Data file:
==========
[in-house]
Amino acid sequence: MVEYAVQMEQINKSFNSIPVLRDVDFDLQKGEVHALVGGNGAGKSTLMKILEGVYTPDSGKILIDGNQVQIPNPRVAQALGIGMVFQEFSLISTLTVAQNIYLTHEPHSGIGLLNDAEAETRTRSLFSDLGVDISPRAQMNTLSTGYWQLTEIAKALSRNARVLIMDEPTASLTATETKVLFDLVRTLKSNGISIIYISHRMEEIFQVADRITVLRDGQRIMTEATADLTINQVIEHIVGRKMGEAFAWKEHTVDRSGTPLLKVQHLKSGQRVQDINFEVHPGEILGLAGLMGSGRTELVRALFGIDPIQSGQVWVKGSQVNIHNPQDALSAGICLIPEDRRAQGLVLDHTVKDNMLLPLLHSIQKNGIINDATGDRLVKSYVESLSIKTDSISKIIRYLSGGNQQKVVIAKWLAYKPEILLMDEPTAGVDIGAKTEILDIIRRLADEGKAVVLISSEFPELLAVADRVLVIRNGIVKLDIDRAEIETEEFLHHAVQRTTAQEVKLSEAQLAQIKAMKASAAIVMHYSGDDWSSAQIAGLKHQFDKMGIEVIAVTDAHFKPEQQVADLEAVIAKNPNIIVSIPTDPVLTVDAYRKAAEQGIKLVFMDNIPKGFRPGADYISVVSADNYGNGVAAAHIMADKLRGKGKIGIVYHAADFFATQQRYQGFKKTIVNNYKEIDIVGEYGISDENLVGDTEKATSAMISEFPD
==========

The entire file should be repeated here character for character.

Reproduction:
[in-house]
Amino acid sequence: MVEYAVQMEQINKSFNSIPVLRDVDFDLQKGEVHALVGGNGAGKSTLMKILEGVYTPDSGKILIDGNQVQIPNPRVAQALGIGMVFQEFSLISTLTVAQNIYLTHEPHSGIGLLNDAEAETRTRSLFSDLGVDISPRAQMNTLSTGYWQLTEIAKALSRNARVLIMDEPTASLTATETKVLFDLVRTLKSNGISIIYISHRMEEIFQVADRITVLRDGQRIMTEATADLTINQVIEHIVGRKMGEAFAWKEHTVDRSGTPLLKVQHLKSGQRVQDINFEVHPGEILGLAGLMGSGRTELVRALFGIDPIQSGQVWVKGSQVNIHNPQDALSAGICLIPEDRRAQGLVLDHTVKDNMLLPLLHSIQKNGIINDATGDRLVKSYVESLSIKTDSISKIIRYLSGGNQQKVVIAKWLAYKPEILLMDEPTAGVDIGAKTEILDIIRRLADEGKAVVLISSEFPELLAVADRVLVIRNGIVKLDIDRAEIETEEFLHHAVQRTTAQEVKLSEAQLAQIKAMKASAAIVMHYSGDDWSSAQIAGLKHQFDKMGIEVIAVTDAHFKPEQQVADLEAVIAKNPNIIVSIPTDPVLTVDAYRKAAEQGIKLVFMDNIPKGFRPGADYISVVSADNYGNGVAAAHIMADKLRGKGKIGIVYHAADFFATQQRYQGFKKTIVNNYKEIDIVGEYGISDENLVGDTEKATSAMISEFPD